Violence in our society is often the symptom of deeper social problems. Enduring violence and abuse is the reality of many Pakistani women children and other vulnerable which together, we can change by standing up and speaking out.
The International 16 Days of Activism campaign focuses on generating an increased awareness of the negative impact that violence and abuse have on women and children, and the social fabric of our society.
The Global 16 Days Campaign is one of the longest-running campaigns in the world. Since its inception, the Campaign has linked local and global activism to amplify feminist voices and secure accountability for women’s human rights by transcending borders and bridging movements. It remains relevant to those whose dignity is threatened.
The rights of women and children are fundamental human rights protected by our national Constitution. Gender-based and child violence, in all its different forms, devalues human dignity and the self-worth of the abused person and must be stopped in our society. The campaign can only succeed if we stand together to safeguard our society against this cycle of abuse.
The Global 16 Days of Activism against Gender-Based Violence Campaign, launched by the Center for Women’s Global Leadership (CWGL) at its first Women’s Global Leadership Institute in 1991, has gained traction in more than 187 countries, with participation from over 6,000 organizations and a reach of over 300 million. The Campaign, which runs annually from 25 November (the International Day for the Elimination of Violence against Women) to 10 December (Human Rights Day) has been used effectively by a variety of actors working to advance women’s human rights. Grass-roots women’s organizations, national, regional and international non-governmental organizations, as well as United Nations agencies and governments, raise awareness, mobilize constituents, demand accountability and showcase progress on eliminating gender-based violence (GBV). The Global 16 Days Campaign is underpinned by feminist values, human rights principles and the belief that a world without violence is possible.
When the Campaign was initiated, its aim was twofold: to raise awareness of GBV and to recognize violence against women as a human rights violation. To address those challenges, CWGL, along with its core partners, engaged in reframing the Campaign, shifting its focus from awareness to accountability. It introduced a multi-year global theme and task and acknowledged the critical role of the media in reporting on GBV.
2021 marks the 30th anniversary of the Global 16 Days Campaign. Inspired by the original vision and history of the Campaign, which focused on raising awareness about violence against women (VAW), In addition to being aimed at raising awareness about and eradicating gender-based violence, the 16 days of activism is also a campaign aimed at raising awareness about gender inequalities and the stereotypes that exist about gender. Gender inequality and gender stereotypes affect the everyday lives of women and marginalized genders in insidious but significant ways.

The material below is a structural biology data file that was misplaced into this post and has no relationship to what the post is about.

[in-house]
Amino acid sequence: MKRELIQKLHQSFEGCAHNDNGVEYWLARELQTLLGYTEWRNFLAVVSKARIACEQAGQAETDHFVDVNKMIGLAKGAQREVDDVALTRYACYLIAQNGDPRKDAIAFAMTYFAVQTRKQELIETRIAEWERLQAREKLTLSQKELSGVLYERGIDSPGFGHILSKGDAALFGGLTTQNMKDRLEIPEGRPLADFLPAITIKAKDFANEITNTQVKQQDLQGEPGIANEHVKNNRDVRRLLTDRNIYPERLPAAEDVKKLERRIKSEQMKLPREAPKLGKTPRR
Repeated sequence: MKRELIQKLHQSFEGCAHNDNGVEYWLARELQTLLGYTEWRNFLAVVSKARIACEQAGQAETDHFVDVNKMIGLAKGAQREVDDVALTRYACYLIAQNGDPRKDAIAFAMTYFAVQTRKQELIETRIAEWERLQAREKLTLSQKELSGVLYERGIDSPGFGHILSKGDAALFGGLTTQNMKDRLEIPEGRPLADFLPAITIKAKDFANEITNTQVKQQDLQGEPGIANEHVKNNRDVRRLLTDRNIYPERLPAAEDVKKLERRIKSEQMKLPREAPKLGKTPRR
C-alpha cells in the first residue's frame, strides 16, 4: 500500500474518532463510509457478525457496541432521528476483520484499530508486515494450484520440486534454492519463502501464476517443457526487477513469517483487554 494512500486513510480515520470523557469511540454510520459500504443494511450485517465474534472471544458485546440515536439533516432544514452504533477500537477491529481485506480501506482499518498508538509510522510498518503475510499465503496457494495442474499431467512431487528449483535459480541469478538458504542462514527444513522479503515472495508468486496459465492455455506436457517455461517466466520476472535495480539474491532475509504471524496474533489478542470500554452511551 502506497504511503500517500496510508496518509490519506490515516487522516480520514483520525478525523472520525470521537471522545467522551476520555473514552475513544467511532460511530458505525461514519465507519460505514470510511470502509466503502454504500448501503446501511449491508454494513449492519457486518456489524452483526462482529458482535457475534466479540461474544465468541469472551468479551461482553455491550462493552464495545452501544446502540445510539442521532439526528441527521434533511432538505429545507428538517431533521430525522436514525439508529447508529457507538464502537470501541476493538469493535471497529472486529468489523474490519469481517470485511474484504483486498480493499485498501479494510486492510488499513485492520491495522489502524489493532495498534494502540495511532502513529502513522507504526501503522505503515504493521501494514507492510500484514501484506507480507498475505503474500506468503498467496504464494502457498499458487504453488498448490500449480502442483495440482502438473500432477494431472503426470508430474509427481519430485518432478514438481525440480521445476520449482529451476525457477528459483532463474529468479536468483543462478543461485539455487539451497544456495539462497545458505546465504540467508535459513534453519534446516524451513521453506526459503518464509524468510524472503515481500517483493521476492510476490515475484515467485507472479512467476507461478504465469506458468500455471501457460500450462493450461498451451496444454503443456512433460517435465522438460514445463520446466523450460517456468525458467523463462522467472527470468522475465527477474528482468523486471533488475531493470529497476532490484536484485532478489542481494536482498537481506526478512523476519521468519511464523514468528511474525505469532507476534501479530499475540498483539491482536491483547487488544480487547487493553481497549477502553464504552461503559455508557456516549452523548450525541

In the context of Khyber Pakhtunkhwa National Human Rights Institutions in Pakistan Such as the National Commission on Status of Women (NCSW), Khyber Pakhtunkhwa Commission on Status of Women and Child Welfare & Protection Commission are playing an important role in Upholding the rights and dignity of those who are marginalized or forgotten.
Unlike other parts of the world, there is no regional protection system in Asia that people can turn to when their rights are violated. This makes the role of NHRIs in our region even more critical. In recent years Khyber Pakhtunkhwa Commission on Status of Women (KPCSW) in collaboration with the Women Parliamentary Caucus (WPC) has done tremendous work to build fair, just and inclusive communities where women can live with dignity, free from violence and discrimination by introducing progressive legislation and policy reforms.
The world in the last two years has endured unprecedented social, economic and political disruption due to the coronavirus pandemic. However, crises are never gender-neutral and COVID-19 was no differentCOVID-19 has presented us with new challenges, which call for individual and collective solutions. Let’s continue our efforts all year round from 16 to 365 days of activism, to advance the human rights of women. A world without violence is possible and this moment demands unparalleled courage and joint action to make this vision a reality
NGOs, NHRIs and Government must work together to create a cultural shift towards supporting survivors, breaking the silence around gender-based violence and providing education about gender equality.